Linoleum Tile Must Go – Part III

Let’s be positive: The wonderful thing about removing linoleum tile is that two rooms are never the same.  Sort of like that proverbial box of chocolates, you never know what you’re going to get.  With the triumph of the upstairs kitchen (see 08/25/2009 post) and dining room (see 08/26/2009 post) under my belt, I decided to attack the first-floor entrance hallway next.  I had all my tools at the ready, and my strength gathered…

old-flooring-07

Here we have tiles made of cardboard stuck down with what looks like Elmer’s glue.  How anticlimactic.  They came up like butter using the Big Mutt tool that our friend Jay leant us.

Figuring that I must be getting pretty good at this, I set my sights on the remaining rooms that had tiles. Some came up very easily using the Big Mutt tool, while others were much more stubborn and required serious strength. Those glued down with asphalt based adhesive were painful to remove. When the Big Mutt tool failed, I had to go back to the Silent Paint Remover (see also 08/25/2009 post).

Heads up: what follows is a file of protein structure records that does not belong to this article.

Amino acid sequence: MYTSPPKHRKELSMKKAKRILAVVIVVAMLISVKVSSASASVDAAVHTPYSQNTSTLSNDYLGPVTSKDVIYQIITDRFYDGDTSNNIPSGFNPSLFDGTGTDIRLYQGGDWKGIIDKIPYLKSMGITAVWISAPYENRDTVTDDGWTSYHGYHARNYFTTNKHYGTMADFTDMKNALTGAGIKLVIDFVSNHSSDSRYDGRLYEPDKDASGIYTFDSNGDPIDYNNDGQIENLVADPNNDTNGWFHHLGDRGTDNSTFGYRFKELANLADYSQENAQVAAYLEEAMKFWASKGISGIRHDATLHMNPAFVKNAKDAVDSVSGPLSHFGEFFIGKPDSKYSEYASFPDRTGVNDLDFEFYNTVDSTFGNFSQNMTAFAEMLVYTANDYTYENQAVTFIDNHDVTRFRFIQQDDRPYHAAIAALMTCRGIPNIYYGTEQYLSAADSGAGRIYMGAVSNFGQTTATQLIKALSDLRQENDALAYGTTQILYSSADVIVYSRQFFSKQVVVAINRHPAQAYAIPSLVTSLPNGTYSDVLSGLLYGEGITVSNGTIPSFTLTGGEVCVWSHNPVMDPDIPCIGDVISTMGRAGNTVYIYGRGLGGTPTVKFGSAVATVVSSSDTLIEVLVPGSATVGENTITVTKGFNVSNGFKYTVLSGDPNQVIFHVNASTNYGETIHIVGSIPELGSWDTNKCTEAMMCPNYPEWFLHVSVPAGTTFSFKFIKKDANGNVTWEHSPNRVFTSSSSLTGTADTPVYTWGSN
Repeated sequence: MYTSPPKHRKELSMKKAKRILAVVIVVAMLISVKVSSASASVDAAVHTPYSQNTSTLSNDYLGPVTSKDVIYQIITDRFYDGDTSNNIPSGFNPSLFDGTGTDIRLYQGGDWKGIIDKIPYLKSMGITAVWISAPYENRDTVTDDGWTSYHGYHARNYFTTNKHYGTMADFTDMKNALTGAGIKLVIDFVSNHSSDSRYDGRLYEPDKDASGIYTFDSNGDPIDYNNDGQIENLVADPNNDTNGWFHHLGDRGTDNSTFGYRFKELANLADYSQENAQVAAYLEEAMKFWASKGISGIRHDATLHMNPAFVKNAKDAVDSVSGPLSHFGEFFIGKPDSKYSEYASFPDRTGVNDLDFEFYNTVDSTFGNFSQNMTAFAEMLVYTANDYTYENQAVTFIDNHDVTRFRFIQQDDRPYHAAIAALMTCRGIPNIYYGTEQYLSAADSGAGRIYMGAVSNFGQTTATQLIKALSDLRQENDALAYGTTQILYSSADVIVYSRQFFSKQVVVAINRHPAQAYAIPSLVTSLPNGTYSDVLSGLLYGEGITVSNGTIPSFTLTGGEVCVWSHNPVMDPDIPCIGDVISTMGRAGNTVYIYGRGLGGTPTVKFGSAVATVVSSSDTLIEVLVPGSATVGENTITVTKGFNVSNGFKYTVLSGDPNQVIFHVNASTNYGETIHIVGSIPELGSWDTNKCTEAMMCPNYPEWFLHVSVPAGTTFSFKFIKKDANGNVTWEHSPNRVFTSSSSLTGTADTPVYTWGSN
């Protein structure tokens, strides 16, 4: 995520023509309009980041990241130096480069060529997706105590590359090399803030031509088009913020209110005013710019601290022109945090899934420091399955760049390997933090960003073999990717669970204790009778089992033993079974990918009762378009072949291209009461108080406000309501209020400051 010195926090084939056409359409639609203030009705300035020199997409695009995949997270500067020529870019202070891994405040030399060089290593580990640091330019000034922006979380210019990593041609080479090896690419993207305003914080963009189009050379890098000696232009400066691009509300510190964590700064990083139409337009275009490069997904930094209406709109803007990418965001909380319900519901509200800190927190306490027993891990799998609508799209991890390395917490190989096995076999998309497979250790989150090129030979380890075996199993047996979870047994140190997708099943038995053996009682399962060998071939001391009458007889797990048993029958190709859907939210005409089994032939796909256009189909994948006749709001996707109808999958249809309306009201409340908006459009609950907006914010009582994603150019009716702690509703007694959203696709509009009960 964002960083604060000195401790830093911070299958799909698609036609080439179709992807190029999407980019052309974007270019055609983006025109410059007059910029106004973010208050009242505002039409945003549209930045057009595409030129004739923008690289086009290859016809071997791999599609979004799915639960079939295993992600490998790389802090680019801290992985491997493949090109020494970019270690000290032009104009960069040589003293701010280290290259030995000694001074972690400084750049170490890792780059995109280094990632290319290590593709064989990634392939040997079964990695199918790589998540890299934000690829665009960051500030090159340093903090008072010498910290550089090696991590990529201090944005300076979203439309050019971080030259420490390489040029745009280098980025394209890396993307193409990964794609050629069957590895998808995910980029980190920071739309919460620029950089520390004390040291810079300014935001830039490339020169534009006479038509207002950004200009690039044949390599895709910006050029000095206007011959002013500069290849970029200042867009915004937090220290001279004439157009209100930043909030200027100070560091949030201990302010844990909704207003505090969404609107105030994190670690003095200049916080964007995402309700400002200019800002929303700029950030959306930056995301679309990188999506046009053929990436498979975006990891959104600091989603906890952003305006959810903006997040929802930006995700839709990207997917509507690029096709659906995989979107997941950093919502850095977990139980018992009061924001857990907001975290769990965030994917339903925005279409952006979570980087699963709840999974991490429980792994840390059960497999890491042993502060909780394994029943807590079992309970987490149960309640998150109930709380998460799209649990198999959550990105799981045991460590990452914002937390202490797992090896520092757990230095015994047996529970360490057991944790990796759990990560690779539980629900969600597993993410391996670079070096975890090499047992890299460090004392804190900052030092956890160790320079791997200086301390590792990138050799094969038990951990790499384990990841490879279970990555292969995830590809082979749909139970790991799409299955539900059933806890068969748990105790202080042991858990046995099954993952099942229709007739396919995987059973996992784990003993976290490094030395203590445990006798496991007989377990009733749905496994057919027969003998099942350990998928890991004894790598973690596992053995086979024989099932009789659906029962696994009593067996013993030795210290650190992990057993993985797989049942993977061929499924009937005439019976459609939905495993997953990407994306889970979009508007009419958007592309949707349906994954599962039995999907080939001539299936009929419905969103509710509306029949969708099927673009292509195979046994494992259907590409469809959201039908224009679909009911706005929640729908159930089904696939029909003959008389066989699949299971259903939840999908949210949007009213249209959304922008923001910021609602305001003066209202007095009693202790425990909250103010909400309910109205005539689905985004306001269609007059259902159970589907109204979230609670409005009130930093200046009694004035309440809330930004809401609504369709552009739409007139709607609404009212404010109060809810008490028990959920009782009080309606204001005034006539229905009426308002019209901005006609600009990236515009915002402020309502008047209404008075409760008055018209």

At the end, I had one tiny room left, the little entrance vestibule at the front door.   As I peeled up the first few tiles I realized that something wonderful was hidden underneath.

old-flooring-08

It was very rewarding to finish this big task with the discovery of this little treasure.

5 thoughts on “Linoleum Tile Must Go – Part III

  1. Cathy, I can’t tell what the treasure is under the fake parkay – it looks like more linoleum, which I can’t imagine you would label a little treasure. What is it?

  2. P.S. I think the clock feature on your site is off. It’s August 28 at 3:30 p.m., and the post I just left says Aug. 29th at 2:30 a.m.

  3. Ginnie – The treasure is terrazzo (http://en.wikipedia.org/wiki/Terrazzo). We think this must have been there since the house was built. There was also terrazzo in the two bathrooms but it had to be destroyed as part of the reconstruction process. It’s so excellent to have a little piece of it that survives and speaks of the history of the building, especially in such a prominent place!

  4. Also, regarding the time, it’s set at GMT. We haven’t figured out how to change it yet!

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